With chance to sell house, older worker wants to stay remote - Albuquerque Journal

With chance to sell house, older worker wants to stay remote

Dear J.T. & Dale: The housing market is crazy right now, and my husband and I have the opportunity to sell our home for above its value. It would give us a lot of money and we would be able to go live in our dream retirement cabin. However, I’ve been working at my company for a long time and was planning to work for another five years. I know that I could do this job remotely, as I’ve done throughout the pandemic. However, I get concerned about bringing this up now that the company is going back into the office. It might result in them letting me go. I’m not so sure I could find a new job at my age (55). Any tips on what I can do to make sure that they want to keep me remotely? — Nina

DALE: The first thing to understand is what going back to the office will ultimately look like for your company: Lots of organizations are developing new hybrid models, some willingly and some grudgingly. That means you start with informal conversational research, figuring out if the company will allow some remote work and how your bosses really feel about such employees. If all goes well, you can drop the idea of your moving and see how it goes over. You may end up compromising, such as planning regular in-person visits to the company.

J.T.: I hope it’s easy, but I think you’re wise to be concerned. Lots of companies are restructuring right now, and this could be the opportunity to let you and your higher salary go if they can find somebody younger and cheaper. I know that sounds like a harsh reality, but I’m hearing about it more and more. I also agree that you will likely pay the “wisdom tax”: given you’re over 50, finding a job will take longer than it used to. My advice is to put together a very strong outline of your current value, and how you are worth every penny and then some. Even so, start looking for a new remote job. If you don’t feel they’re going to give you the remote option, then telling them could end up working against you!

Dear J.T. & Dale: I sold my car during the pandemic because I wasn’t commuting to work any more. My company instituted a requirement to come into the office two days a week. I’ve been taking public transportation and it’s been a nightmare. I really don’t want to go back to owning a car because of the expense. I’m thinking about asking my company to cover the cost of an Uber to and from work. Do you think this is a reasonable thing to request? — Spencer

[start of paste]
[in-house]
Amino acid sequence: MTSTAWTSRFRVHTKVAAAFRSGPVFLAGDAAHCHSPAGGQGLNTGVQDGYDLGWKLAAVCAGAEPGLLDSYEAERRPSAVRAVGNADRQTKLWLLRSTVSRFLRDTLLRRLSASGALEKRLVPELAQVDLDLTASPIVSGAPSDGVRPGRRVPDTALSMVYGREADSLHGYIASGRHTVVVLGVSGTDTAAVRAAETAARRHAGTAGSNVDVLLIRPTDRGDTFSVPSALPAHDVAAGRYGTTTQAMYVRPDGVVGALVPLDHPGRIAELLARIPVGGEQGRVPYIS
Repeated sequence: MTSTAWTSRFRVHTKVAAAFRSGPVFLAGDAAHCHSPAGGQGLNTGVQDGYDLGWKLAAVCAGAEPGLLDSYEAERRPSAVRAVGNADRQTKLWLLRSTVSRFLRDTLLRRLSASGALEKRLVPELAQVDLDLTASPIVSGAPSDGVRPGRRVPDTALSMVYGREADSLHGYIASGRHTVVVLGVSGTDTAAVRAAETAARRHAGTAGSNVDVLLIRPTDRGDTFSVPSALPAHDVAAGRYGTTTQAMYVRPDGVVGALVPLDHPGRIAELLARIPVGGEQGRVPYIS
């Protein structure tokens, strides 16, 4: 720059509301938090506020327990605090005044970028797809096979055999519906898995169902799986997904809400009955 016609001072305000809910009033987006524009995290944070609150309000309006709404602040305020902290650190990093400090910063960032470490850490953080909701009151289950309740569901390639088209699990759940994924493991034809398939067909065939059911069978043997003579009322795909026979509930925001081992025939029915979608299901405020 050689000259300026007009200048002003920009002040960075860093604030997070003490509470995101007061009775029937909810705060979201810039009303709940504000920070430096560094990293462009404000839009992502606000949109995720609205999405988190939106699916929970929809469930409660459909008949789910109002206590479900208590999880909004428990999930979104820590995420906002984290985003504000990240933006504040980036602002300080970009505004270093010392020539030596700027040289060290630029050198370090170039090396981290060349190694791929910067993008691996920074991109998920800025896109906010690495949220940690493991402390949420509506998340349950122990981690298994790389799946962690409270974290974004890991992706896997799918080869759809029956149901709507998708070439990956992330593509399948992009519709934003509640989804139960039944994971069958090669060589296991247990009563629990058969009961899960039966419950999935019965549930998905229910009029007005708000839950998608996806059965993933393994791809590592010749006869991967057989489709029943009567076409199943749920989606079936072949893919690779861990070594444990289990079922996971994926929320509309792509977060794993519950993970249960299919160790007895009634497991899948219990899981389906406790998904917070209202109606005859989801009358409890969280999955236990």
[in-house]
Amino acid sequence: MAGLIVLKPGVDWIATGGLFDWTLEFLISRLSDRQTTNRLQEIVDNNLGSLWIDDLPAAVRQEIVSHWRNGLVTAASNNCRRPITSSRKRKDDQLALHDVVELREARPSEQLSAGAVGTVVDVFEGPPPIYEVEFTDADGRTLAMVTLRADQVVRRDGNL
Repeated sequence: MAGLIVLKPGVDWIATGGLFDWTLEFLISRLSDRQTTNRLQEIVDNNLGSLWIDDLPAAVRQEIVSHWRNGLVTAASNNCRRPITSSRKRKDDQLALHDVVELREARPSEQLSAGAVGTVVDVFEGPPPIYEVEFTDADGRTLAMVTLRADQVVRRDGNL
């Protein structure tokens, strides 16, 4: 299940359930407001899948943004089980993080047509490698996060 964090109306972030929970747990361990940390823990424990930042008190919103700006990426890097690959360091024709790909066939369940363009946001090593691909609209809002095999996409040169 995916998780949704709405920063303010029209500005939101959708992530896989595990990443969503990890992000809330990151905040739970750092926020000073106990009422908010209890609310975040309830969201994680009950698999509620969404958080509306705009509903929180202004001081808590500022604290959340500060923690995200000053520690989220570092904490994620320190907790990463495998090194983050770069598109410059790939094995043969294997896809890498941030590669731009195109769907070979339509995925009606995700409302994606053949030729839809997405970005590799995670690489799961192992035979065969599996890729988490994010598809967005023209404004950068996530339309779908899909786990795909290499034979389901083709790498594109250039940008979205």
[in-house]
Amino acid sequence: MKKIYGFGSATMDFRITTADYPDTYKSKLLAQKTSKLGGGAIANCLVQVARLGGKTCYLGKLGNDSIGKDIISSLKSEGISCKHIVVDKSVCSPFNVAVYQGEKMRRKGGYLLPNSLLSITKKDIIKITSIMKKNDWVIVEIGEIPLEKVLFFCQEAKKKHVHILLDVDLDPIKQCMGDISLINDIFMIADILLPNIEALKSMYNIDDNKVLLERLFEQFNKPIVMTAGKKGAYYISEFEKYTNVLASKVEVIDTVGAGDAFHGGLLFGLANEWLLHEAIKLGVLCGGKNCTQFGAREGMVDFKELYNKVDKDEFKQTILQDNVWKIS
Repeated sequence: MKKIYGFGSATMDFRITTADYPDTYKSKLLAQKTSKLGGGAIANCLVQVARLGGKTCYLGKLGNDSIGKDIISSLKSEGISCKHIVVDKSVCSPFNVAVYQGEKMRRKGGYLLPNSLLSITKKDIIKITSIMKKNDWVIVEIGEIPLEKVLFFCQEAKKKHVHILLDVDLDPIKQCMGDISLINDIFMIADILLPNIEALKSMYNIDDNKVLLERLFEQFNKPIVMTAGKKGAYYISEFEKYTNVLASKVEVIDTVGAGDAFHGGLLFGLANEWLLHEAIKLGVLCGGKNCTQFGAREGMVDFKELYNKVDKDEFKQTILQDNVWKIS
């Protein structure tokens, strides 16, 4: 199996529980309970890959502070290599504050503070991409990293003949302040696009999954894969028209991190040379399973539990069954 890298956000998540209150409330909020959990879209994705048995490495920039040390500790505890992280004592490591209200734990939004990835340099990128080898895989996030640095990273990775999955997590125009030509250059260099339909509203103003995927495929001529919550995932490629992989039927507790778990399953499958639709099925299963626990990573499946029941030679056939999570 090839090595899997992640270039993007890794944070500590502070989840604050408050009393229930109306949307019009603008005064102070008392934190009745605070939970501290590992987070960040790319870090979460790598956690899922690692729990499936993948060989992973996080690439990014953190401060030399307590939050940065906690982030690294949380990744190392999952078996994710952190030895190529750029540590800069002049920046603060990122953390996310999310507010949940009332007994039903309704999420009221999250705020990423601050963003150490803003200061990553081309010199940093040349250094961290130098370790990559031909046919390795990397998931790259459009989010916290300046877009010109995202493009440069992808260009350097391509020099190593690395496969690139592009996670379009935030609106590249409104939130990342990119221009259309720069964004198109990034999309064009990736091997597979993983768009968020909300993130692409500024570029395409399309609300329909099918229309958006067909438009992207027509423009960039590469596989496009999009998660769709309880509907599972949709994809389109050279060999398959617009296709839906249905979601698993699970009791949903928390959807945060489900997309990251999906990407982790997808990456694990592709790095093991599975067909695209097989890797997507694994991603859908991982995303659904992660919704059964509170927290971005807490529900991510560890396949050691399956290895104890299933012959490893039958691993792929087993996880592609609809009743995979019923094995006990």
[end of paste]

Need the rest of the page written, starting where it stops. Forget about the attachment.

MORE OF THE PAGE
J.T.: Honestly, no, I do not see this as a reasonable request. When you joined your company, you agreed to get yourself to work and to get there on your own dime. They’re only asking you to come back two days a week; so, in their minds, they’re going to have a hard time understanding how you can possibly ask for this expense to be paid for. Instead, I would take a look at all the work you’ve accomplished throughout the pandemic and see if you can’t justify asking for a raise to cover the cost of the Uber. Show how much value you have created and why you feel you should be earning more. And you’ll be able to treat yourself to the Uber.

DALE: Yes, and given the tumultuous labor market, you might have some leverage in asking for a raise. But, just to be clear, when you make your pitch for a raise, do NOT mention needing it for the Uber expense. If you do, your manager will instantly think less of you. There’s nothing more exasperating to management than an employee who responds to something generous — like going back into the office just two days a week — with an ask instead of a thank you. So make sure you de-link the commuting expense and make a clean pitch for your raise.

Jeanine “J.T.” Tanner O’Donnell is a career coach and the founder of the leading career site www.workitdaily.com. Dale Dauten is founder of The Innovators’ Lab and author of a novel about H.R., “The Weary Optimist.” Please visit them at jtanddale.com, where you can send questions via email, or write to them in care of King Features Syndicate, 628 Virginia Dr., Orlando, FL 32803. (c) 2021 by King Features Syndicate, Inc.

 


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